Strabismus is a condition where the eyes are not aligned properly. The eyes can be turned inward (esotropia), outward (exotropia), upward (hypertropia), downward (hypotropia), or a combination.
Strabismus can affect people of all ages. Children are sometimes born with strabismus. Older children and adults can develop strabismus as a result of injury, illness, or prior eye surgery.
Strabismus evaluation requires thorough examination from an ophthalmologist specializing in strabismus. Occasionally an MRI scan of the brain and orbit (eye socket) is obtained to rule out life threatening causes of strabismus.
Strabismus can sometimes be treated with special eyeglasses that contain prism lenses to help realign the eyes. Often, strabismus needs to be corrected with surgery on the muscles surrounding the eyes.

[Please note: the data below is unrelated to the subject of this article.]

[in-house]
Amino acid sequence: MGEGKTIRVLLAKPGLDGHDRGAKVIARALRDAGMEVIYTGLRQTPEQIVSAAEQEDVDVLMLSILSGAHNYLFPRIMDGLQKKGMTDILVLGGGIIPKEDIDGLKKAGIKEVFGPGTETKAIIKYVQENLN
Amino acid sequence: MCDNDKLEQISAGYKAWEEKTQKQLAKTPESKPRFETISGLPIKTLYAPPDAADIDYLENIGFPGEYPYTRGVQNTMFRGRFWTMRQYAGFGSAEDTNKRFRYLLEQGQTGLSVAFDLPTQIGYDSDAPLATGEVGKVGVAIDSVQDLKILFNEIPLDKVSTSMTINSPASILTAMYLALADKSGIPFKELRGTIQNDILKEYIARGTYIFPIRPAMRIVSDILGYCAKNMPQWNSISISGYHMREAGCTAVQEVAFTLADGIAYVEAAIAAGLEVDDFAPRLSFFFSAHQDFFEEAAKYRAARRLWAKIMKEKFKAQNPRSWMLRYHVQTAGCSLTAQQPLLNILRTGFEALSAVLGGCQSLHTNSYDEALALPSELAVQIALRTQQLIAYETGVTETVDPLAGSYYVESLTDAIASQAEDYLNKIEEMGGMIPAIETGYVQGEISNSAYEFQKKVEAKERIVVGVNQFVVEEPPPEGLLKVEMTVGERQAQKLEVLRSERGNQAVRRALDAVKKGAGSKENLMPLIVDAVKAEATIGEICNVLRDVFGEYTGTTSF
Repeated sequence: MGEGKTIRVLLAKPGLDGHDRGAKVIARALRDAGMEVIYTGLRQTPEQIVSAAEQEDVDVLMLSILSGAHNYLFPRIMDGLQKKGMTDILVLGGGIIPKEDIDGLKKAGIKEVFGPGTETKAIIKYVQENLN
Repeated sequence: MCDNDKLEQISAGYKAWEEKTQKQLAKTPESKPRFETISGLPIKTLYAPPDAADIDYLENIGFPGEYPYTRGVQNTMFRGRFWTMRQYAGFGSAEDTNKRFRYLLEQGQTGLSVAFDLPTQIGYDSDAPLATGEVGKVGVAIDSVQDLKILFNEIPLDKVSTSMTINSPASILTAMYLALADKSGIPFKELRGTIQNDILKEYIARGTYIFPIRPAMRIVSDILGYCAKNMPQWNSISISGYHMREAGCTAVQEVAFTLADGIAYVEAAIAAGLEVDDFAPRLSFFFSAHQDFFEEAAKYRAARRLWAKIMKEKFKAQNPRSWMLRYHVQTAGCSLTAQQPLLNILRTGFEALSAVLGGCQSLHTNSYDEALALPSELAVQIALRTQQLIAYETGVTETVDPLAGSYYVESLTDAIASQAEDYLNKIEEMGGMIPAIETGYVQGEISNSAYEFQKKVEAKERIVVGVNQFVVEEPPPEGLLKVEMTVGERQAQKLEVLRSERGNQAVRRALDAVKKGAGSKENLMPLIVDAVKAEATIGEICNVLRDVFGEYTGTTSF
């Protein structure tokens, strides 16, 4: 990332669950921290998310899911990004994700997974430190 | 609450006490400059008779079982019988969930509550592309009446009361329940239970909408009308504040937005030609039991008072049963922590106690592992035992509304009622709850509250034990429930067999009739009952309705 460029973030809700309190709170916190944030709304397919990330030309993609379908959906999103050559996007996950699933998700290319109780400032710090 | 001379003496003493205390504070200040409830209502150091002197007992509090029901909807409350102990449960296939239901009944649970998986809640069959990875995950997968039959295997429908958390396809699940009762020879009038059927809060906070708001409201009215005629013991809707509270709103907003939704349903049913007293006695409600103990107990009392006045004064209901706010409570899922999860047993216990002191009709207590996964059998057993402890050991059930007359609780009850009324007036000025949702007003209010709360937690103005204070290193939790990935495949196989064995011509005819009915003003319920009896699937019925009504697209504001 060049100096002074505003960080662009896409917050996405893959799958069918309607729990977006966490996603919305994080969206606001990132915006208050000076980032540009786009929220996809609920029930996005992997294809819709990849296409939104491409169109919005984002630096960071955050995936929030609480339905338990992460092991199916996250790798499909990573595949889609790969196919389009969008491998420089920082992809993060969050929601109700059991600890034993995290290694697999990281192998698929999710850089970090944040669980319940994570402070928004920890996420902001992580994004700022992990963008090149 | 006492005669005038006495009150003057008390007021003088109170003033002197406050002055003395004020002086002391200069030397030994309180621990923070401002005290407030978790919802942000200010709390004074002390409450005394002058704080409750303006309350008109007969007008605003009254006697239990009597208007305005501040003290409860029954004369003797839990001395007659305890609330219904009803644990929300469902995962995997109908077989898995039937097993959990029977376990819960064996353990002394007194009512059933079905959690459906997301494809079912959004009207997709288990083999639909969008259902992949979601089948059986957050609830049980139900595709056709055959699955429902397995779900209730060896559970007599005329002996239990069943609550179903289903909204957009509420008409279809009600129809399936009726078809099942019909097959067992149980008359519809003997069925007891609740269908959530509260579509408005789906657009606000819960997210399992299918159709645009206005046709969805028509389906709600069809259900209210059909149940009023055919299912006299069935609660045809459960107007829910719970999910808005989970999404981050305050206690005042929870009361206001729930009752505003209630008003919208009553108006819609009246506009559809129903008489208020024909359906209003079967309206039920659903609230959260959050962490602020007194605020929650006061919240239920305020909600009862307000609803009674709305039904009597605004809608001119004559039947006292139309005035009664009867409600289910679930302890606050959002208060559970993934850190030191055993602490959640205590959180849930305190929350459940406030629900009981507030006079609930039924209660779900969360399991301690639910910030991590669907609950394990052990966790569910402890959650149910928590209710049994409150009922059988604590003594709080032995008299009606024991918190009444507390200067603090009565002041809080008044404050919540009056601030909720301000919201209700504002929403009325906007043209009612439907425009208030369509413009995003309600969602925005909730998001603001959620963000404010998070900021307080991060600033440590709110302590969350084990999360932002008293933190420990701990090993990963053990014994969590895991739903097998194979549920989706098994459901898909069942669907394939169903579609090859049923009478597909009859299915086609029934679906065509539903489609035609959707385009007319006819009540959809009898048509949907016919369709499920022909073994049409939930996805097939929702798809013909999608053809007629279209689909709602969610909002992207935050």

In young children, strabismus can lead to lifelong visual disability if it is not diagnosed correctly and treated promptly. When there is a concern that a child may have strabismus, the child should be promptly referred to a pediatric ophthalmologist.